Favorite Fairy Tales Told in Russia

Favorite Fairy Tales Told in Russia

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Product Details

ISBN-13: 9780688126032
Publisher: HarperCollins Publishers
Publication date: 04/01/1995
Pages: 96
Product dimensions: 6.02(w) x 8.10(h) x 0.26(d)
Age Range: 7 - 11 Years

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Chapter One

To Your Good Health

Long, long ago there lived a Tsar who was such a mighty ruler that whenever he sneezed he expected everyone in his kingdom to say "To your good health!" Everyone said it, except a shepherd with bright blue eyes. He would not say it.

The Tsar heard of this and was very angry. He sent for the shepherd to come before him.

The shepherd came at once. He stood before the throne, where the Tsar sat looking very grand and powerful. But grand and powerful as the Tsar might be, the shepherd was not one bit afraid of him.

"Say at once, 'To my good health!'" cried the Tsar.

"To my good health!" replied the shepherd.

"To mine — to mine, you rascal!" stormed the Tsar.

"To mine, to mine, Your Majesty," was the answer.

"But to mine — to my own, " roared the Tsar and beat on his breast in a rage.

"Well, yes; to mine, of course, to my own," cried the shepherd and gently tapped his breast.

The Tsar was beside himself with fury. He could not think what to do.

The Lord Chamberlain whispered to the shepherd, "Say at once — say this very moment: 'To your health, Your Majesty.' If you don't say it, you will lose your life."

"No, I won't say it till I get your daughter, the Tsarevna, for my wife," said the shepherd.

The Tsarevna was sitting on a little throne beside the Tsar. She looked as lovely as alittle golden dove. When she heard what the shepherd said, she could not help laughing. This young shepherd pleased her very much. Indeed, he pleased her better than any Tsar's son she had yet seen.

But the Tsar was not as pleasant as his daughter. He gave orders to throw the shepherd into the white bear's pit. So guards led him away and thrust him into the pit with the white bear — a bear who had eaten nothing for two days and was very hungry.

The door of the pit was hardly closed before the bear rushed at the shepherd. But when it saw the shepherd's eyes it shrank away into a corner and gazed at him from there. It did not dare to touch him. Instead it sucked its own paws from sheer hunger.

The shepherd knew that if he took his eyes off the beast he would be killed. To keep himself awake while he held the bear with his eyes, he made up songs and sang them.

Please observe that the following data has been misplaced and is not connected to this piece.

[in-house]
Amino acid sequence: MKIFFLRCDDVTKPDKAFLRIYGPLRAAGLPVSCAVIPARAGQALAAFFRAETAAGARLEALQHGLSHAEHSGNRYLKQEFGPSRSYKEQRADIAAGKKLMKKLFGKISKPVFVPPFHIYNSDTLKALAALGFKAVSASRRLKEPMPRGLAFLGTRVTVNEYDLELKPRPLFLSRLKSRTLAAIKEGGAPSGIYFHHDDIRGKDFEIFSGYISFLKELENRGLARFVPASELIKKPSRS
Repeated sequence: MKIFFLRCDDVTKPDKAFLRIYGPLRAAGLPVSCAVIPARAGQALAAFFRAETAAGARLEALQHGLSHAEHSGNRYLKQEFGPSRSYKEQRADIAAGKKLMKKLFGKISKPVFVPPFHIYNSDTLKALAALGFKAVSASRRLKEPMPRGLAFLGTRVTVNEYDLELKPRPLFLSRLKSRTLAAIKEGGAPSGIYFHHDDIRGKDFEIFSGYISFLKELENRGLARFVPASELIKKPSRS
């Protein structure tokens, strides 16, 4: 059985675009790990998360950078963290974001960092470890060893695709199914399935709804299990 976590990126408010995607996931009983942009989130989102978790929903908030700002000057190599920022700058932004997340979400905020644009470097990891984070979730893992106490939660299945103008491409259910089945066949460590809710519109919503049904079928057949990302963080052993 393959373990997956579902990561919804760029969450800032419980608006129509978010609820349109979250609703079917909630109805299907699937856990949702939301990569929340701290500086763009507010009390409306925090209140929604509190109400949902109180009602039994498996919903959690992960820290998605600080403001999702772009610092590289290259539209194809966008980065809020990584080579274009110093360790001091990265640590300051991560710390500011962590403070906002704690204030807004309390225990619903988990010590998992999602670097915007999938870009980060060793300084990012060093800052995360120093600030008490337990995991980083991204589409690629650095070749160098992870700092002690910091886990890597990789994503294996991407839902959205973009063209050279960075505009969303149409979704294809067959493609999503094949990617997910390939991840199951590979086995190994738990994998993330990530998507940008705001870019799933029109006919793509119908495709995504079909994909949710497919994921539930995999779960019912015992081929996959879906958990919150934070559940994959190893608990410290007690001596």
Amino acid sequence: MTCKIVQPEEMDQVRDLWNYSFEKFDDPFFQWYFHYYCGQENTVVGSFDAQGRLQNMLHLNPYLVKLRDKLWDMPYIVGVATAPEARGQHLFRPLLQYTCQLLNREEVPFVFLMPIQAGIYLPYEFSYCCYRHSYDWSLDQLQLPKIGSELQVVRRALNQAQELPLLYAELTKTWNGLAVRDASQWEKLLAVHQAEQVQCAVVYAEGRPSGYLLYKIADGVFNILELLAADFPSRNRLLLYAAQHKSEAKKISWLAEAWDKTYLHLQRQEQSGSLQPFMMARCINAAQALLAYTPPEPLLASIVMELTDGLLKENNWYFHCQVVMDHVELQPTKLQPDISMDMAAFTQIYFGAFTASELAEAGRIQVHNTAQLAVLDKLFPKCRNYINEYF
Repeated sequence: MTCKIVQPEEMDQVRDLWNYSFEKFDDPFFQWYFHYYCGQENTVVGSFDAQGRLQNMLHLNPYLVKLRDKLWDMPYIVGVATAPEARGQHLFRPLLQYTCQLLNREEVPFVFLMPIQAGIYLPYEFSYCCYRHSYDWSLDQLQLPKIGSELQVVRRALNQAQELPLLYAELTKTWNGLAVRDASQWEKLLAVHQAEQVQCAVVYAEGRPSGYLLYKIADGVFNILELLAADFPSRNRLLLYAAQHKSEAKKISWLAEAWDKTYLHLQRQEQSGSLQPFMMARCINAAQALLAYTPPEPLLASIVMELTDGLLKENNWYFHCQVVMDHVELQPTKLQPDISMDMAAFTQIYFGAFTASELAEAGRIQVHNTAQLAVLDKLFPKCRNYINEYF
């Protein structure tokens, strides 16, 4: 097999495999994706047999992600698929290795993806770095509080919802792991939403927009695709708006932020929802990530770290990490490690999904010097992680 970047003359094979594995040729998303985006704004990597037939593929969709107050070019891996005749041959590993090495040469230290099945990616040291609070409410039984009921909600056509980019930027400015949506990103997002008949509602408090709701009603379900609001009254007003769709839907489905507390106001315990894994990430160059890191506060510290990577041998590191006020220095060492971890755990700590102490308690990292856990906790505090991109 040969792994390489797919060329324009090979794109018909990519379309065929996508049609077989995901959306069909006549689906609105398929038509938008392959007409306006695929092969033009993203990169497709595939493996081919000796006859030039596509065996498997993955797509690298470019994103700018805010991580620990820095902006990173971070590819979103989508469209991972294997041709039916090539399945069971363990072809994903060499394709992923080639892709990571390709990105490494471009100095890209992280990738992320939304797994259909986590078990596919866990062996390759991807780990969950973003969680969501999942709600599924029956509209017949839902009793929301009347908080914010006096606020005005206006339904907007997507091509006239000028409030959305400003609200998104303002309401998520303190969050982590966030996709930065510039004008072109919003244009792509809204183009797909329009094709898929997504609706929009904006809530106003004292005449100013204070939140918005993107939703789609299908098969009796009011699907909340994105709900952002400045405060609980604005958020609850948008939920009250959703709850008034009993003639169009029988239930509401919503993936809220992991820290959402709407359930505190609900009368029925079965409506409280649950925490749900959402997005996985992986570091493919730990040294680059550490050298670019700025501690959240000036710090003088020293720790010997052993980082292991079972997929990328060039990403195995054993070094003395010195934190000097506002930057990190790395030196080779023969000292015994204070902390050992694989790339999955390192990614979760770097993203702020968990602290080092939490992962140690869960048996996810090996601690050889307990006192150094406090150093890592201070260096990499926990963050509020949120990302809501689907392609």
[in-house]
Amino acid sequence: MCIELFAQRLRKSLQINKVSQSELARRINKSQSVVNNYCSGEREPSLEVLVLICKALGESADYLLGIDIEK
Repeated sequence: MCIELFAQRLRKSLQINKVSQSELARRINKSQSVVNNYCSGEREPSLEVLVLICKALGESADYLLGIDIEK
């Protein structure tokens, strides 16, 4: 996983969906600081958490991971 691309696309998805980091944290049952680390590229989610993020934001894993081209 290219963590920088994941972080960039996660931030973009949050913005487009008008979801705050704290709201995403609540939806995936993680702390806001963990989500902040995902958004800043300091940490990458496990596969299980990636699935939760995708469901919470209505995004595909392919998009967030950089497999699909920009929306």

Thus the night went by.

Next morning the Lord Chamberlain came, expecting to see the shepherd's bones. He was amazed to find him alive and well!

He led him back to the Tsar, who fell into a furious temper and said, "Well, you have learned what it is to be very near death. Now will you say, 'To my good health'?"

But the shepherd answered, "I am not afraid of ten deaths. I will only say it if I may have the Tsarevna for my wife."

"Then go to your death," cried the Tsar. He ordered him to be thrown into a den with wild boars.

The wild boars had not been fed for a week. When the shepherd was thrust into their den, they rushed at him to tear him to pieces. But the shepherd took a little flute from his sleeve and began to play a merry tune. At first the wild boars shrank away. Then they got up on their hind legs and danced gaily.

They looked so funny that the shepherd would have given anything to be able to laugh. But he dared not stop playing. He knew well enough that the moment he stopped, the boars would fall upon him and tear him to pieces. His eyes were of no use to him here, for he could not have stared ten wild boars in the face all at the same time. So he kept on playing. The wild boars danced slowly until he began to play faster. Then they could hardly twist and turn quickly enough. Faster and faster he played until the boars fell over each other in a heap, breathless and worn out.

At last the shepherd dared to laugh. He laughed long and loud. When the Lord Chamberlain came early in the morning, expecting to find only his bones, tears of laughter were still running down his cheeks.

As soon as the Tsar was dressed, the shepherd was again brought before him. The Tsar was more angry than ever to think the wild boars had not torn the shepherd to bits.

He said to him, "Well, you have learned how it feels to be near ten deaths. Now say, 'To my good health'!"

The shepherd simply replied, "I do not fear a hundred deaths. I will say it only if I may have the Tsarevna for my wife."

"Then go to a hundred deaths!" roared the Tsar, and he ordered the shepherd to be thrown down the deep Well of Knives.

The guards dragged him away to a dark dungeon. In the middle of it was a deep well with long, sharp knife blades sticking out all around it. At the bottom of the well was a little light to show when anyone thrown in had fallen to the bottom.

When they came to the dungeon, the shepherd begged the guards to leave him alone a little while so that he might look down into the well. Perhaps he might, after all, make up his mind to say "To your good health!" to the Tsar.

So the guards left him alone. The shepherd stuck up his long stick near the well. He hung his cloak around it and put his hat on the top. He also hung his knapsack inside the cloak so that it might seem to have a body within it. When all this was done, he called out to the guards. He said that he had considered the matter but...

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